House expected to pass property insurance reform bills

Hanah Lopes

TALLAHASSEE, Fla. — The dual property insurance measures have now passed the lower chamber of Florida’s legislature, and will now go to Governor Ron DeSantis for approval, according to Spectrum News reporter Greg Angel. 

What You Need To Know

  • The House is expected to pass the two bills that address property insurance
  • The Senate passed the two bills Tuesday
  • The measures also include language that would require building inspections after the Surfside condo collapse

The House passed SB2-D with a 94-14 vote, and passed SB4-D with full support. The measures will now go to Governor Ron DeSantis for a final approval, although that is expected, since he worked with Republican Sen. Boyd who sponsored the Senate version of both measures. 

Florida Commissioner of Agriculture and Consumer Services Nikki Fried reacted to the bills, calling the move a “disgrace.” 

“It’s a disgrace that Governor DeSantis and Republicans in the Legislature spent all of regular session ignoring Florida’s real problems and creating fake ones to stoke culture wars, and now taxpayers have had to pay for multiple Special Sessions for legislators to complete some of the basic functions of their jobs,” she reacted.

“The legislation passed during this week’s Special Session to address property insurance falls short of providing immediate financial relief for Florida’s consumers and adequately protecting their homes and property. It also should not have taken almost a year after the Surfside tragedy for meaningful action on condo safety,” she concluded. She’s currently in the running for Governor in the Democratic Primary. If she succeeds in the primary, she is likely to be running against DeSantis.

The Florida Senate passed two bills Tuesday that would prevent insurance companies from denying coverage of homes based on the roof’s age. They would also allow for $150 million in matching grants for “home hardening,” as well as authorize $2 billion in additional funding for the state’s Hurricane Catastrophe Fund.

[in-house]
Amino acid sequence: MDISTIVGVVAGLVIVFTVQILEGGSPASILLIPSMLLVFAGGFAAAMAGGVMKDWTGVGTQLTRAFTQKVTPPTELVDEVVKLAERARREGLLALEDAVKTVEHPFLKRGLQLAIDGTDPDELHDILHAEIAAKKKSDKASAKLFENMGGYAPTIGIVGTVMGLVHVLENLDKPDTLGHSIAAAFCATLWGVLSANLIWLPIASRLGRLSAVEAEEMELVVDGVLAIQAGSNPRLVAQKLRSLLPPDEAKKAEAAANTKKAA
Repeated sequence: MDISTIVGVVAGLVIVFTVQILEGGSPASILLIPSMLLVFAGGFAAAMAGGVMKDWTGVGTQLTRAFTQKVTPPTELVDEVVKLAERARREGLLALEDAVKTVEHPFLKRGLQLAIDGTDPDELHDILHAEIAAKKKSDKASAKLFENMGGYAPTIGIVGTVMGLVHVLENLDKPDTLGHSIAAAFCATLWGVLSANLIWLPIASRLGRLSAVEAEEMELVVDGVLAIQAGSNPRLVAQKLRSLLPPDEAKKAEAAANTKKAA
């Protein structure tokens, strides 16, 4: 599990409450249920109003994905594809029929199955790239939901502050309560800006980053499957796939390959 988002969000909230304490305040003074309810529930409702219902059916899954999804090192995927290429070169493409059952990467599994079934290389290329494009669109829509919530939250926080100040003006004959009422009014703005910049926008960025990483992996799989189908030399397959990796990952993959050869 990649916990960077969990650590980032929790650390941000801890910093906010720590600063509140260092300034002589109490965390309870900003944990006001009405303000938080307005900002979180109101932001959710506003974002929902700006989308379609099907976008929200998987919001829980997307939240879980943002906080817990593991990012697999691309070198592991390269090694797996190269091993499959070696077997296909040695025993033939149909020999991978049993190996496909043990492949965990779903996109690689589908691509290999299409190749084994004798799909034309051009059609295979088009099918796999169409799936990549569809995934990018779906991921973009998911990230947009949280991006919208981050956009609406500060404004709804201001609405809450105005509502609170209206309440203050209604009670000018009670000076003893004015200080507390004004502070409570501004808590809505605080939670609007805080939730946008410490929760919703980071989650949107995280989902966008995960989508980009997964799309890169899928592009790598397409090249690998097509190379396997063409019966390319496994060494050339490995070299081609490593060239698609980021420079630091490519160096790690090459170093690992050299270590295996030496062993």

The Senate went home after passing the bills Tuesday. The House had 27 amendments to consider, but ultimately rejected all of them. If the chamber had accepted any of the amendments, the bill would have had to been approved again by the Senate. 

The Senate added language to one of the measures that would address safety concerns like the Surfside condo building collapse. The addition would require buildings that are three stories or higher to receive an inspection after 30 years and calls for an inspection every 10 years after that. The rule changes when a building is within 3 miles of a coastline. In that case, the inspections begin once the building reaches 25 years of age. 

“We will never forget the pain, confusion and sorrow the community and state felt when the Surfside condominium building collapsed and took 98 lives with it,” House Speaker Chris Sprowls said about the need to add more legislation regarding the matter. 

“The Florida Legislature has grappled with reaching a consensus on what meaningful reform looks like, but today, we have arrived at an agreement that will help to ensure this kind of tragedy never happens again,” he said.

“Notably, the Surfside legislation will include a House-championed reserve that is required to be fully funded by condominium owners and boards to ensure that repairs and maintenance can be covered and not put off until it’s too late. The victims, survivors and their families deserve reform with integrity and real impact, and that is and always has been our commitment to the people of Surfside and residents of Florida.”

The two main bills under consideration for the “D” special session this week passed the Senate Appropriations Committee earlier than expected on Monday. Nearly all members of the committee voted in favor of the measures.

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